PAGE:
I am a dynamic positioning operator aboard a 6th generation ultra-deepwater drillship in the Gulf of Mexico. The vessel is outfitted with the latest and greatest in Kongsberg automation / control systems. I push the buttons.

Verification: http://imgur.com/gFncSm8

The ship: http://imgur.com/yHstiw8

Comments: 125 • Responses: 44  • Date: 

jasonleeobrien18 karma

Do people pee off of the sides all the time?

depressedbuttons27 karma

Most sailors die with their pants around their ankles. But officially, no -- nothing is allowed over the side.

WNW314 karma

nothing is allowed over the side.

Really? That's good to hear. I spent some time on an oil tanker in the early 90s and all the garbage went right over the side. But then we'd spend a month+ out of port.

depressedbuttons13 karma

For normal ships, there are allowable discharges beyond 25NM from shore, but we send everything ashore on a workboat. We do macerate food and discharge it comminuted to smaller than 25mm particles.

bobthebobd13 karma

how's the pay on average for people working on those ships. How long do you have to be out at see at a time? per year?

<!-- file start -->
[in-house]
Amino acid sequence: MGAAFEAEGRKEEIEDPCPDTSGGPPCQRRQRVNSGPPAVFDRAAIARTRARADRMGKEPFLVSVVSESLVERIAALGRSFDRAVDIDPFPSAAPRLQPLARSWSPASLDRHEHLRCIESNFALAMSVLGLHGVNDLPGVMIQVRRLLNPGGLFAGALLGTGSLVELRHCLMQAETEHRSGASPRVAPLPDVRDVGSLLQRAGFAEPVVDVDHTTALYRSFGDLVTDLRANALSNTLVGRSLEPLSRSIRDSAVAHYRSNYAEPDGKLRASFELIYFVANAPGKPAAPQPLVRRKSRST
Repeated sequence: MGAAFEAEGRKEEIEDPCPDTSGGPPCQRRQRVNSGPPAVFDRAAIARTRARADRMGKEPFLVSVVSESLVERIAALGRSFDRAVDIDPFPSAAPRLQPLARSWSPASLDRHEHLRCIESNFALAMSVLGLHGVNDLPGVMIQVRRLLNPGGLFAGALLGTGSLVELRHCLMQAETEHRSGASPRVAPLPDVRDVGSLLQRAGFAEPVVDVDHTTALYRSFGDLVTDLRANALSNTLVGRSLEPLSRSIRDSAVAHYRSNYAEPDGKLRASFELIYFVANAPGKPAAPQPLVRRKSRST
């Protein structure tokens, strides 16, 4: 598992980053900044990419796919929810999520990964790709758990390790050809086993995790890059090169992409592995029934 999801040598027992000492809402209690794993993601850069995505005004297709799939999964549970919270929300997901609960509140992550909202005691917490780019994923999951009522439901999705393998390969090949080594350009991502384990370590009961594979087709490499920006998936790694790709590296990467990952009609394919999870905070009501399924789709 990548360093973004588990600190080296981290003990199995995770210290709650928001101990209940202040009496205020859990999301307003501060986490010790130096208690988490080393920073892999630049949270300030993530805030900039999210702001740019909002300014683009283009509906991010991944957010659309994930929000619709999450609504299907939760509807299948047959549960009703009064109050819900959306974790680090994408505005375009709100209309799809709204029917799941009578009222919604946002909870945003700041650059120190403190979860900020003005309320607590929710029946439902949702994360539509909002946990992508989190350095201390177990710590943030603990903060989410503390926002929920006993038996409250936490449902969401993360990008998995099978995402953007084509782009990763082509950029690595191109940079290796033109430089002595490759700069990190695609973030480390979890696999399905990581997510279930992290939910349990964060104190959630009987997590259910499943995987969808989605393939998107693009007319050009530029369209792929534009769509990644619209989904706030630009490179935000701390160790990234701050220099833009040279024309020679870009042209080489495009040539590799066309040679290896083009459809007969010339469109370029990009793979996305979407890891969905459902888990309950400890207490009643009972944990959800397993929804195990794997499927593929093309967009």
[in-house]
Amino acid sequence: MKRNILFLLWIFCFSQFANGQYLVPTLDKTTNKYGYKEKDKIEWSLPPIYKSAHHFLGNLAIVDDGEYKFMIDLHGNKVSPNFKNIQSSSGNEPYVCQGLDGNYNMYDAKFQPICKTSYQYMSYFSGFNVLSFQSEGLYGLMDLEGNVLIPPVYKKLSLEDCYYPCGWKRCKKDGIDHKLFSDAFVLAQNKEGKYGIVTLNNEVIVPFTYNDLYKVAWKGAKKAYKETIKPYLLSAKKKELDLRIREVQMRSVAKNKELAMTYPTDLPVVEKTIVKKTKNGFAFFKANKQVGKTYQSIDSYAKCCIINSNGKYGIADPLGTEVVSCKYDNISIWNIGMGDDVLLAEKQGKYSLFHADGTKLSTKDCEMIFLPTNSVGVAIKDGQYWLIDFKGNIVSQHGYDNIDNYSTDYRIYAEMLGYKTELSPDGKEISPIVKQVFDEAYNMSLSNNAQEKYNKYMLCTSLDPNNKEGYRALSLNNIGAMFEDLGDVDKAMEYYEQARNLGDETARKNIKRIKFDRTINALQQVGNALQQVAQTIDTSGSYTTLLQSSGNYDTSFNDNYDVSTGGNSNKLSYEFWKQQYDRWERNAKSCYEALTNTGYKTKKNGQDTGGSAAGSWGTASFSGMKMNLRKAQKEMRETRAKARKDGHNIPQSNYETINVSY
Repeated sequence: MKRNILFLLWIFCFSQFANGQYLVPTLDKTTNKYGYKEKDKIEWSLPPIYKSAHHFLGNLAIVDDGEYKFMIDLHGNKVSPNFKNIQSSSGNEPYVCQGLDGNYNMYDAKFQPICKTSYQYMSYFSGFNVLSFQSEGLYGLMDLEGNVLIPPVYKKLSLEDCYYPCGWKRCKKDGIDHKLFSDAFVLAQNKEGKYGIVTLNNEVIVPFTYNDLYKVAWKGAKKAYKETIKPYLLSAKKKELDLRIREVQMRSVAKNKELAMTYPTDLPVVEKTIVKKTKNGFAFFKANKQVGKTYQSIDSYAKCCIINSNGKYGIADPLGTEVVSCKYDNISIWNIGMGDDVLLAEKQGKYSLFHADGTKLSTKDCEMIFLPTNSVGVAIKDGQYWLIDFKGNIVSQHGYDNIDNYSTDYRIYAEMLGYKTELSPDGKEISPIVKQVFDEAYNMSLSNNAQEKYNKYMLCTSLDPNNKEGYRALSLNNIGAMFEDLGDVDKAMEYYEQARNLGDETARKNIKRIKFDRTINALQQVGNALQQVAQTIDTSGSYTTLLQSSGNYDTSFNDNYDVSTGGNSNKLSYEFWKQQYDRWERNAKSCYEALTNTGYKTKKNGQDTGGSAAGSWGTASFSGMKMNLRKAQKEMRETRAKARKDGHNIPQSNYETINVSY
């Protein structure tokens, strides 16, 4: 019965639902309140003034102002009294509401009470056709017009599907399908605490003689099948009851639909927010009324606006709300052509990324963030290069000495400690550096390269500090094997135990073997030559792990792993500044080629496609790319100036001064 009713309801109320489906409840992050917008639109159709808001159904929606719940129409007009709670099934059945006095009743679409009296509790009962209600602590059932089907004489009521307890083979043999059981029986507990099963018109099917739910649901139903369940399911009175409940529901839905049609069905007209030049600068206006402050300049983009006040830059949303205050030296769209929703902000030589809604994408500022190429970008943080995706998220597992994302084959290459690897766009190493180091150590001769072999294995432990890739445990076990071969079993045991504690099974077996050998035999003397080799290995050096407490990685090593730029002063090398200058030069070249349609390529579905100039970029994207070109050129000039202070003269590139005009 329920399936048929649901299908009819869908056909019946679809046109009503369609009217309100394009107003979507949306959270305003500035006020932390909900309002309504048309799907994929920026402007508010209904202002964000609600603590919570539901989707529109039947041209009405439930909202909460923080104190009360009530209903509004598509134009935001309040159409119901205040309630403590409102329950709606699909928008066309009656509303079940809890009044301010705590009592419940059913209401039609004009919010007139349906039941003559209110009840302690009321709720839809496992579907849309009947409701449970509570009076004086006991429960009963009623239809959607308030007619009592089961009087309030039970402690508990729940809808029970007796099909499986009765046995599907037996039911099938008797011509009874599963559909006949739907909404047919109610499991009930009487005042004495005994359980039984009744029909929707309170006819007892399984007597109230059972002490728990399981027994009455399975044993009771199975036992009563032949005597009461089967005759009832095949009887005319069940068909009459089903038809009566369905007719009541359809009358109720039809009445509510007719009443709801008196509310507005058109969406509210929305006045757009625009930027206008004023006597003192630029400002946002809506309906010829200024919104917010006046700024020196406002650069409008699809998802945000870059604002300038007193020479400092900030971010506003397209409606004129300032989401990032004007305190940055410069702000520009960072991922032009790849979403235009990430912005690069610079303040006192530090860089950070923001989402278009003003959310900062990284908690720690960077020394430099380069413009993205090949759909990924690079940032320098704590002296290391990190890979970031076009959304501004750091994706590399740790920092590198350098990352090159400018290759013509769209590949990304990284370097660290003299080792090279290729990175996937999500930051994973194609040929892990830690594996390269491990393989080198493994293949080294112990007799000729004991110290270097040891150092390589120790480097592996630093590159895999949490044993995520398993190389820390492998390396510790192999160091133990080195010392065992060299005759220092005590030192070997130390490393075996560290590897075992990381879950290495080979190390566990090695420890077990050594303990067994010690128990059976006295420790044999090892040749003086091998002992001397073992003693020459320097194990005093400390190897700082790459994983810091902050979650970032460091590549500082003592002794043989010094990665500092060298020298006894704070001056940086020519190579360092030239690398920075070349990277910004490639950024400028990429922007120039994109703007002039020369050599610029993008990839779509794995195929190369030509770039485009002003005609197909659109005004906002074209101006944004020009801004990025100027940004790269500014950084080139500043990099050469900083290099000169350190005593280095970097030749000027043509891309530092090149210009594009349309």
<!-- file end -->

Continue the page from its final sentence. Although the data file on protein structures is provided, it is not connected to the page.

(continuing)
depressedbuttons27 karma

We have nearly 200 people on board at all times involved in nearly as many different tasks. For any technical position, such as mine, starting pay is right at $100k. Up to ~$180k with experience. We work even time; 21 days on, 21 days off.

Skinningrizz12 karma

So...what does it do?

depressedbuttons12 karma

Alot, but... drill wells. Well intervention. Plug and Abandonment of old wells or failing formations.

Skinningrizz7 karma

I feel as if I war ship would have more technological advancements, I may be ignorant but what about this ship makes it more technologically advanced?

depressedbuttons15 karma

All of our equipment is manufactured by Kongsberg, best known for their defense systems. We use similar technology, but ours is much more dense in terms of system automation, integration, and redundancy.

rockonastring712 karma

Is there a lot of motion on the vessel? As in - easy to get sea sick?

depressedbuttons15 karma

Very little motion during regular operations. This is a very large ship with a deep draft and lots of stability, which makes it a comfortable ride. The GOM is relatively calm, save for summer squalls and hurricanes.